By the way, the screenwriter of The Grey Fox, John Hunter,  was no spring chicken himself and was 71 when the movie was released.

Oh yeah, Farnsworth did stunts in Butch Cassidy & the Sundance Kid, too.

Scott W. Smith


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“I don’t know if any studio would make Butch Cassidy today.”
William Goldman

When I was a kid there was a place in Florida called Six Gun Territory that was an old west theme park near Ocala. They had a rail road, a saloon complete with can-can dancers, old-time photo studio, and most importantly they staged bank robberies and shootouts in the street. I still remember being around 9-years-old and the feel and the sound of walking on the gravel streets wearing cowboy boots.

I have many fond memories of that place and even shot my first 16mm film there. I remember ending that film paying homage to The Great Train Robbery by ending with a shot of a gunfighter shooting into the camera for no other reason than I thought it looked cool.

Every time I watch the opening scene of Butch Cassidy and the Sundance Kid I think of Six Gun Territory. I don’t know if that was the first movie I ever saw set in the old west but I know it’s the one I go back to the most. It’s also the second highest rated western (after High Noon) on AFI’s top 100 films (1997) joining just a handful of other  Westerns that  made the list (Shane, Stagecoach, The Wild Bunch, Unforgiven).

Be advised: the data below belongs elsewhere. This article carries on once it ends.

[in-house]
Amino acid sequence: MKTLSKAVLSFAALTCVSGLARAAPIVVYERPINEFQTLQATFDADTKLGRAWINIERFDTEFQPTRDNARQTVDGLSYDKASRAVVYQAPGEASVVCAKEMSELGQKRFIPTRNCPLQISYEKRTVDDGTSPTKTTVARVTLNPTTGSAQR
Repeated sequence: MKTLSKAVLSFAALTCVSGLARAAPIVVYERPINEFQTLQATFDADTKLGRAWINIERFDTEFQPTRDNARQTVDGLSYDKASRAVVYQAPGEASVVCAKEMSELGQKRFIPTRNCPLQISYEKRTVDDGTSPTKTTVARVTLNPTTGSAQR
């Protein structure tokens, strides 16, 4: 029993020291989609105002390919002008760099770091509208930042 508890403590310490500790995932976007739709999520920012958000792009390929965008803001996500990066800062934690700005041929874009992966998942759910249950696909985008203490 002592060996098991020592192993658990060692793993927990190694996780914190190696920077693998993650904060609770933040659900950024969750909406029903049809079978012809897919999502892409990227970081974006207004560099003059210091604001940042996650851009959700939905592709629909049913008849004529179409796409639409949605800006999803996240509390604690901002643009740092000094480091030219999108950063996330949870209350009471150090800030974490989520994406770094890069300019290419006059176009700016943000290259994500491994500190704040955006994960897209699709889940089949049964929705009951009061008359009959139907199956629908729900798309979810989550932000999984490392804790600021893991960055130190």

Paul Newman and Robert Redford speaking screenwriter William Goldman’s words—that’s great stuff.  It took Goldman eight years to write the script which paid him a record fee up to that date of $400,000.  He also took home the Oscar for the 1970 film.

I sometimes watch favorite films with the sound off to get a different perspective. The movie holds up well without the great banter (“Think you used enough dynamite there Butch?”) With the sound off you follow the story easily and it plays as a visually stunning action film. (Though personally I could do without the trendy zoom lens shots.)

On this viewing I also realized that it perfectly matches Goldman’s “stay with the money” theory. Studios pay actors a lot of money, because audiences pay money to see stars. How many scenes do you think there are in Butch Cassidy and the Sundance Kid that don’t include Butch Cassidy (Paul Newman) and/or the Sundance Kid (Robert Redford)? The grand total is…zero. In fact, there is one scene where the town’s men talk about what to do about these bank robbers, and it’s more humorous by having Butch and Sundance listening to the discussion from a hotel balcony. Stay with the money.

“The essential opening labor a screenwriter must execute is, of course, deciding what the proper structure should be for the particular screenplay you are writing. And to do that, you have to know what is absolutely crucial in the telling of your story—what is its spine? Whatever it is, you must protect it to the death…(The theme of  Butch Cassidy & the Sundance Kid is) times are changing, and you have to change with them—if you want to survive.”
William Goldman 

Adventures in the Screen Trade

If I recall my philosophy class correctly, it was Heraclitus who said a long, long time ago that “you can’t step in the same river twice.” I think the times are always changing and that’s a good thing to realize. It was true of the old west, and it’s true of the new west, the Midwest, Key West—wherever you live. “The times they are a-changin’.”

By the way, Six Gun Territory pre-dated Disney World but closed in 1984. The land where it sat is now a strip mall. If you want to survive….

Scott W. Smith